Sources of folate and serum folate levels in older adults.J Am Diet Assoc 2007; 107(3):495-9JA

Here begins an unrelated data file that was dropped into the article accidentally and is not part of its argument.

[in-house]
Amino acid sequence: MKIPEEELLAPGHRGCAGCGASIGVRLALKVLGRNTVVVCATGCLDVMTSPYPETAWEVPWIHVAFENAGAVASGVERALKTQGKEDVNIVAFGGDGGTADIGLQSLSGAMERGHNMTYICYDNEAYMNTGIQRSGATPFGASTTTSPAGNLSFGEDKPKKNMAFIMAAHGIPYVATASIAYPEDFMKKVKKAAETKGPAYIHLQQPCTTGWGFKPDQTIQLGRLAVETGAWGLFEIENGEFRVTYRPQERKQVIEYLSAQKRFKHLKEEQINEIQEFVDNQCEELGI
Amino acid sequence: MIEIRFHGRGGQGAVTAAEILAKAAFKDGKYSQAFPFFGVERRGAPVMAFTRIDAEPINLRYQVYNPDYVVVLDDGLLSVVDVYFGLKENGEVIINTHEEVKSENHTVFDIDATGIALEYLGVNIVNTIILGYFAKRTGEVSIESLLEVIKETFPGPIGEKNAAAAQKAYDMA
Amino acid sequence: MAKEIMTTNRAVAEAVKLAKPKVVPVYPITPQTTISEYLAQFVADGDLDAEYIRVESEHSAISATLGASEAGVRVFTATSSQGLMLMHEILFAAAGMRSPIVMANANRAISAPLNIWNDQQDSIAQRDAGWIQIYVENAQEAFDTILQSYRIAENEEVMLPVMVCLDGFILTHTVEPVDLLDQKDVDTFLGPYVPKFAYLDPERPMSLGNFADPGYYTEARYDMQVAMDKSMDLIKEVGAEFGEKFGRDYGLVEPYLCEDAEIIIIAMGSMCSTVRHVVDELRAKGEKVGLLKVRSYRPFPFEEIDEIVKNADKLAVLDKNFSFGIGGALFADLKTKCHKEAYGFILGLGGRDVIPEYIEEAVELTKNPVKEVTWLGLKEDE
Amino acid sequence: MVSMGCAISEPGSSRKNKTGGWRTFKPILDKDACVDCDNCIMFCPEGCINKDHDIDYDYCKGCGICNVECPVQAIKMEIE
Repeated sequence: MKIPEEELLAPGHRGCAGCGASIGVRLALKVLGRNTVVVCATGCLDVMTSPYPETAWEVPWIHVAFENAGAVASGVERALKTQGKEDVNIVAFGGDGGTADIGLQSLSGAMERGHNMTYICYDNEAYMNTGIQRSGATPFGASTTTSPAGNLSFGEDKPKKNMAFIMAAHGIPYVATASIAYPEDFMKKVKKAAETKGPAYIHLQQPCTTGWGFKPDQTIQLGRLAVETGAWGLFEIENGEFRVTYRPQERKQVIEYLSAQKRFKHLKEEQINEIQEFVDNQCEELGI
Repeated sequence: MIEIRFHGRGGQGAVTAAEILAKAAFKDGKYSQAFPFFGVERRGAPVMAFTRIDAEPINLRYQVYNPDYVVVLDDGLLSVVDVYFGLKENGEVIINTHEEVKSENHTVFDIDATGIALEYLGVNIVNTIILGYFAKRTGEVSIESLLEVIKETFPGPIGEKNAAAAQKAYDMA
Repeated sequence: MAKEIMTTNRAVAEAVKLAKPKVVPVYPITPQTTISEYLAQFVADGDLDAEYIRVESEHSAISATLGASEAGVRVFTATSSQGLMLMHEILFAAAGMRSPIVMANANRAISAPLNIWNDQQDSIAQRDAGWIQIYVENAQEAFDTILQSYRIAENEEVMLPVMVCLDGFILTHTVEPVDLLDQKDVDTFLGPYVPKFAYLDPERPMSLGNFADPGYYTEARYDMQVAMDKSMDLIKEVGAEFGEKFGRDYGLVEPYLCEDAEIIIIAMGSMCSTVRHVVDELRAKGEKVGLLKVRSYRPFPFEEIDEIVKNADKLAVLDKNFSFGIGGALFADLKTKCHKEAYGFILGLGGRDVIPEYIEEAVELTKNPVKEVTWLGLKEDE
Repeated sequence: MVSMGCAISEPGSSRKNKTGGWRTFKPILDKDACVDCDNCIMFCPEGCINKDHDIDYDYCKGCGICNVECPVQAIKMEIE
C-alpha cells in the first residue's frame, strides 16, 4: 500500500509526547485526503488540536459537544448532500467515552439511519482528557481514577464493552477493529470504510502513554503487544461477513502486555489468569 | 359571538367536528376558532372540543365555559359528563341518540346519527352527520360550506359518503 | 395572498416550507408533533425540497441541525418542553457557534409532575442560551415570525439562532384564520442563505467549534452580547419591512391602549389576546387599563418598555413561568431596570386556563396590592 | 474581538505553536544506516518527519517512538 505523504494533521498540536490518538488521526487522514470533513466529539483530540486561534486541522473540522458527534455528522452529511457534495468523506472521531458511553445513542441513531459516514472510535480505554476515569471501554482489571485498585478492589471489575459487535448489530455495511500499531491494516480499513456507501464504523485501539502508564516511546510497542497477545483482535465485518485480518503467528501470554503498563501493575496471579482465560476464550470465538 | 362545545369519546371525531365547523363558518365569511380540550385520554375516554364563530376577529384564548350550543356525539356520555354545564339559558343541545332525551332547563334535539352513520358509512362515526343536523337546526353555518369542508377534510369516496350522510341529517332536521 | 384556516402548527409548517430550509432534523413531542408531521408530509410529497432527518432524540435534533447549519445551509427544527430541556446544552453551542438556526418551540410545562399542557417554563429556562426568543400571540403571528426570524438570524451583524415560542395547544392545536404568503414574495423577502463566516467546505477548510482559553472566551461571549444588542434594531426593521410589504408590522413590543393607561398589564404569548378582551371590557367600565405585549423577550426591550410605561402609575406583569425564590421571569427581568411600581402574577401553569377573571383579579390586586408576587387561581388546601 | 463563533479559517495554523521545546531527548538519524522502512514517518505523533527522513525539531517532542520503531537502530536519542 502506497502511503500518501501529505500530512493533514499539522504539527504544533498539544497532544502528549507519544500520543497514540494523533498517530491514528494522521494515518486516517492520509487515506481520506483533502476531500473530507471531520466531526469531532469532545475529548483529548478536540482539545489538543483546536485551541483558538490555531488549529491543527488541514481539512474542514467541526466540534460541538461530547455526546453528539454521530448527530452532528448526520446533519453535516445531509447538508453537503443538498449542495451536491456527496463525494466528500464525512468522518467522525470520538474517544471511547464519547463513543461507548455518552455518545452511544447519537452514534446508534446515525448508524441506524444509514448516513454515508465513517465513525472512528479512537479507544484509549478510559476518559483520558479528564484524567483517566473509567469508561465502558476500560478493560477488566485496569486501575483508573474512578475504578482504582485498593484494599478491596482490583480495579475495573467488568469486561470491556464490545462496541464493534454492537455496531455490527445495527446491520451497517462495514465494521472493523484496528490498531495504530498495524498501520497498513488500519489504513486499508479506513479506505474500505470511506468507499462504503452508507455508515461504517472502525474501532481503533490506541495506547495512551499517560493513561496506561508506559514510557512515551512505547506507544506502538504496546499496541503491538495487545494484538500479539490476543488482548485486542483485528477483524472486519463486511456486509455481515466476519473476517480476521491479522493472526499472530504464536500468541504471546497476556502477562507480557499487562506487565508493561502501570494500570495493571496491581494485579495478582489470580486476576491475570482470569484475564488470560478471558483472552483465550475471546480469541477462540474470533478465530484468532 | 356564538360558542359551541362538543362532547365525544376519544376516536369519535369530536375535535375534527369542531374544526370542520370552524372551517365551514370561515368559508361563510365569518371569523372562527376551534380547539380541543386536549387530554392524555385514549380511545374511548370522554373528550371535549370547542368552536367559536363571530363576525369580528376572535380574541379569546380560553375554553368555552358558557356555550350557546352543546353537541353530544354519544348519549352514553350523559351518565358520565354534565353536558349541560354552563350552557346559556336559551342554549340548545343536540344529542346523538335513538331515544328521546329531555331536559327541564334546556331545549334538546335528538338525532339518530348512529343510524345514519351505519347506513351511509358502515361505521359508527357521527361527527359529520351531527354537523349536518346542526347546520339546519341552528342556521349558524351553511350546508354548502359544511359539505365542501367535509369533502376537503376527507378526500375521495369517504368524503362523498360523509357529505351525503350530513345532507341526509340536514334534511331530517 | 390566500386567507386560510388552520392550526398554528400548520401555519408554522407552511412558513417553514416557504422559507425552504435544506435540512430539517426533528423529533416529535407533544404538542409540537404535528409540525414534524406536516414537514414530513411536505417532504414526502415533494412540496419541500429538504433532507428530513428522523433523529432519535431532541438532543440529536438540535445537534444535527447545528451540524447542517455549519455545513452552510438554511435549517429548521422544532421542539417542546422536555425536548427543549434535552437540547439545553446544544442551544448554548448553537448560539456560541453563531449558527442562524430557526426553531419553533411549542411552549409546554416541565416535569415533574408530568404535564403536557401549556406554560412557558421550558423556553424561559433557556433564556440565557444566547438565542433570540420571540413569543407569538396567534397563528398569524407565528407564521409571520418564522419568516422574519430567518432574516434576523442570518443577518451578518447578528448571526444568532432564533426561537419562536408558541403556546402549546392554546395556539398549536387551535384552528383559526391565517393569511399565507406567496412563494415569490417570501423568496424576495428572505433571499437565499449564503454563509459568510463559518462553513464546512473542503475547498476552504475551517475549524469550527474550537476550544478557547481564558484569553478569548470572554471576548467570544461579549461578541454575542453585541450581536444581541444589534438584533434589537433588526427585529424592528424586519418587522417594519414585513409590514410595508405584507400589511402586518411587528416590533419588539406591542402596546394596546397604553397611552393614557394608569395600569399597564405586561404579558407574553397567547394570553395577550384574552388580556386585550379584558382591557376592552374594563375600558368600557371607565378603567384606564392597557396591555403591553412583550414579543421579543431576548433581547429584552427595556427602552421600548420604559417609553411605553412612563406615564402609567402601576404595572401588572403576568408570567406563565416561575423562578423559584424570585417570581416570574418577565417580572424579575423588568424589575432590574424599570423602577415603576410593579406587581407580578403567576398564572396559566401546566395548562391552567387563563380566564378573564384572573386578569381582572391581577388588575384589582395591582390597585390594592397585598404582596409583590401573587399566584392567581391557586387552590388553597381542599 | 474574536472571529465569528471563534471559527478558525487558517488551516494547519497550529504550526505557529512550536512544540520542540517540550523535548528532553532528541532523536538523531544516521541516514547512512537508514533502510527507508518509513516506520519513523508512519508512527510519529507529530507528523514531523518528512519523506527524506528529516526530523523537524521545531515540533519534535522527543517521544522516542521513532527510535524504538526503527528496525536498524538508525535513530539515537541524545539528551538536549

This study examined dietary folate intake in 173 older adults. A subsample (n=128) also provided data about folic acid from vitamin/mineral supplements and serum folate. Subjects were community-dwelling men and women 60 years of age and older. Overall, this sample had healthful dietary patterns with adequate dietary folate. Mean dietary intake converted to dietary folate equivalents (DFE) was 464 microg DFE/day. However, 20% (n=36) had inadequate and 2% (n=3) had high dietary DFE (>1,000 microg DFE/day). A subsample (n=128) completed a dietary supplement questionnaire and biochemical assessment of folate. Adding folic acid from vitamin/mineral supplements to dietary folate (total DFE), intake increased to 766 microg DFE/day; 13% (n=16) had inadequate, 75% (n=95) had adequate, and 13% (n=13) had high total DFE. No subject with low total DFE reported supplement use, but 94% (n=39) with high total DFE intake did so. In the subsample, all subjects had acceptable serum folate levels (mean serum folate=28.0+/-13.8 ng/mL [63.5+/-31.3 nmol/L]). In conclusion, vitamin/mineral supplements should be included in nutrition assessment of older adults. Older adults may be at risk for inadequate folate intake if their energy intake is low, they do not take a vitamin/mineral supplement, or are not consuming fortified cereals. However, older adults may be at risk for excess folic acid intake if they consume both a supplement and fortified cereals.